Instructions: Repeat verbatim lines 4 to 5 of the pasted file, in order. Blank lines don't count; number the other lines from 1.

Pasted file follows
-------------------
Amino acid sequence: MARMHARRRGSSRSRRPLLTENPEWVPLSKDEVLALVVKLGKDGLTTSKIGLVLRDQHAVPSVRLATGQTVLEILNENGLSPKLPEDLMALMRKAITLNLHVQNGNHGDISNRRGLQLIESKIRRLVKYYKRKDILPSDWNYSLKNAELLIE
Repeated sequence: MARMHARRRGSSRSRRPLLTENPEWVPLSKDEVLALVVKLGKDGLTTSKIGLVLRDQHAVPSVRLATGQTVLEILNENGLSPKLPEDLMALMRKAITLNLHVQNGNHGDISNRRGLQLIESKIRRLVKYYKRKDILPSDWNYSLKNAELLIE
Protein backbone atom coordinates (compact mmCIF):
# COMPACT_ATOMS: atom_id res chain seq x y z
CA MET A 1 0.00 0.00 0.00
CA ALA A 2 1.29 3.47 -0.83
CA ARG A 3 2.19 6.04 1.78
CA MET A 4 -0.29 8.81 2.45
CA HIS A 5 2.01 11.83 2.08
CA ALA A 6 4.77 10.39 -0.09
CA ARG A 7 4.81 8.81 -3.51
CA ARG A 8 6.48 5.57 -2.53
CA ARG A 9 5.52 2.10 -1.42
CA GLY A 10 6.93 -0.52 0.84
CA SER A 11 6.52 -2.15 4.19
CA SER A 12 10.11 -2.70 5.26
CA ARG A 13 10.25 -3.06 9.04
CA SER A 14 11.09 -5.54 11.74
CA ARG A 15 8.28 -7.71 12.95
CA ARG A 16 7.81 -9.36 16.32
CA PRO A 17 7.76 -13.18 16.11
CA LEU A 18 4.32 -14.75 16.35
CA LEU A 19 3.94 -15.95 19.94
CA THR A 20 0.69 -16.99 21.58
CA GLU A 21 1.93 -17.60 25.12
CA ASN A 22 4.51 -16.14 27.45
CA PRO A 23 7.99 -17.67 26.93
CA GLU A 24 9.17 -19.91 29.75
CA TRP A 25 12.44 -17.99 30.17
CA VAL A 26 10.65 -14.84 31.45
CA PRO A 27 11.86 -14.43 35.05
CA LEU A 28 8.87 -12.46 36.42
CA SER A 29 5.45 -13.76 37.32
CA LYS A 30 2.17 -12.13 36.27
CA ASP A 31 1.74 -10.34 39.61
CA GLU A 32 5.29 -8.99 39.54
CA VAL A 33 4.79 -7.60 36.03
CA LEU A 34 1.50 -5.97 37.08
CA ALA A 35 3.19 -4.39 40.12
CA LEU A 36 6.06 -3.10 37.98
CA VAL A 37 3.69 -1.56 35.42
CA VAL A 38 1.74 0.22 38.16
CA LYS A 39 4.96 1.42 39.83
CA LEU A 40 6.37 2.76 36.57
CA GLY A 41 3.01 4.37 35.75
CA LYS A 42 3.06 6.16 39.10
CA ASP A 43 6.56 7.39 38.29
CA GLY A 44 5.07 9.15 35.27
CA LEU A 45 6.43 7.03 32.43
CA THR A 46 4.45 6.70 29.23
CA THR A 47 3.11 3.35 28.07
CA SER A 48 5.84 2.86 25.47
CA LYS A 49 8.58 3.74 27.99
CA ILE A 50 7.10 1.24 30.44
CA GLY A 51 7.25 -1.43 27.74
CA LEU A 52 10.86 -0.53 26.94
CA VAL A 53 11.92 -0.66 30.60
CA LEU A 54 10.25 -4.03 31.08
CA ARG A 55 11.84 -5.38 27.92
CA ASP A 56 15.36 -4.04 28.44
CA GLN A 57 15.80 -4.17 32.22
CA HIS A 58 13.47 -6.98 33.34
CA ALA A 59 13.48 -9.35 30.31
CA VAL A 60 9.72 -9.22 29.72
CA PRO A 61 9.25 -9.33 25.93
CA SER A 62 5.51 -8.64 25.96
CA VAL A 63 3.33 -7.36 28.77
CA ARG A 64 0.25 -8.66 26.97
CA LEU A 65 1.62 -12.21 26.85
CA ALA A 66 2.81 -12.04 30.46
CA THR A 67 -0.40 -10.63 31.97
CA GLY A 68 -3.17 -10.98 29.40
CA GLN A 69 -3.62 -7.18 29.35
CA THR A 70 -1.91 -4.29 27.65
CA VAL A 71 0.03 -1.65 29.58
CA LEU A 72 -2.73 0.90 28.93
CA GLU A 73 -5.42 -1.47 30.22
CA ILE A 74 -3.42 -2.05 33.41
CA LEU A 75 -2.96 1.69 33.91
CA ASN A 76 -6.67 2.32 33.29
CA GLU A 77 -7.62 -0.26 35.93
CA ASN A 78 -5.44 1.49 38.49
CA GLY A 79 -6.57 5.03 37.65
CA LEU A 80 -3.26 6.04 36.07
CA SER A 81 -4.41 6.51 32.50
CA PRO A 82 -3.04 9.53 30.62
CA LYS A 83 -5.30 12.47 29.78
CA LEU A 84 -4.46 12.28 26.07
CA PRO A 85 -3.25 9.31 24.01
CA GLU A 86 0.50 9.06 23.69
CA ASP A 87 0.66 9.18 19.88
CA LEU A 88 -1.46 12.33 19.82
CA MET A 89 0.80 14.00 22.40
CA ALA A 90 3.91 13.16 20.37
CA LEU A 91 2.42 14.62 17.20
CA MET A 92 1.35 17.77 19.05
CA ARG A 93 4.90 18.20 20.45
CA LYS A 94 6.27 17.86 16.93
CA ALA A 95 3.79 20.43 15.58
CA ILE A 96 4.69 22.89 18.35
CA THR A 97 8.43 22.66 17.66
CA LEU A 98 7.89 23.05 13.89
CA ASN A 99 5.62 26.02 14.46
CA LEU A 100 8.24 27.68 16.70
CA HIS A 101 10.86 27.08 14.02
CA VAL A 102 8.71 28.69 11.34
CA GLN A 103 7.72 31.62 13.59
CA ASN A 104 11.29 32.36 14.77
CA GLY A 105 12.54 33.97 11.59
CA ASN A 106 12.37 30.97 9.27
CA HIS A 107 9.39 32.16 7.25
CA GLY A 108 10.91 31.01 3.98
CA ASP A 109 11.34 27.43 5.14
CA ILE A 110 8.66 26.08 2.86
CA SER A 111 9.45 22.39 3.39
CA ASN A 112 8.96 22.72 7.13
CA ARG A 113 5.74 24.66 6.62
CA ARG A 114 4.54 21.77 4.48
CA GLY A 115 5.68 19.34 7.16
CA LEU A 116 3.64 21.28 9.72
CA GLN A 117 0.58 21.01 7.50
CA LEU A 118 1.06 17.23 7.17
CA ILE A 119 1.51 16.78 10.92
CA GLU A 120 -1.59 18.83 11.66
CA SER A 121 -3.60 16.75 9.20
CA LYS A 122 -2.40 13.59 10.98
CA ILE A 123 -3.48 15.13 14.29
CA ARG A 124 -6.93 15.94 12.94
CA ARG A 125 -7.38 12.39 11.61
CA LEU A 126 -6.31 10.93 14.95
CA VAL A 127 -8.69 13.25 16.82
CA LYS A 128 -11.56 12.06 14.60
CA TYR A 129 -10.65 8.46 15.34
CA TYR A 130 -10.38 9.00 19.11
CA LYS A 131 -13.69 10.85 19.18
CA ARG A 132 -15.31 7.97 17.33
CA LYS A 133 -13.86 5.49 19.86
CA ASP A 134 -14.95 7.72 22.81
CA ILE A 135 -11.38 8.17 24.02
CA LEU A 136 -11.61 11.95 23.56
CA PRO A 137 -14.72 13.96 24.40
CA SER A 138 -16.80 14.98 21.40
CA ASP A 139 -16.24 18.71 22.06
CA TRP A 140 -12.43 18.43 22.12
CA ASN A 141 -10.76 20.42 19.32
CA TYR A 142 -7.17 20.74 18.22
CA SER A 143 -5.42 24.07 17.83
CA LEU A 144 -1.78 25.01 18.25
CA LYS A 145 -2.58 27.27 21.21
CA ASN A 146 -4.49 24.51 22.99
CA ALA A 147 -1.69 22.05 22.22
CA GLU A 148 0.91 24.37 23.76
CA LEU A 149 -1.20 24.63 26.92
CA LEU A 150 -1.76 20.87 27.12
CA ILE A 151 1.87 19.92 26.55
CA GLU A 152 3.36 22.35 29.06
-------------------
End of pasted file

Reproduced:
# COMPACT_ATOMS: atom_id res chain seq x y z
CA MET A 1 0.00 0.00 0.00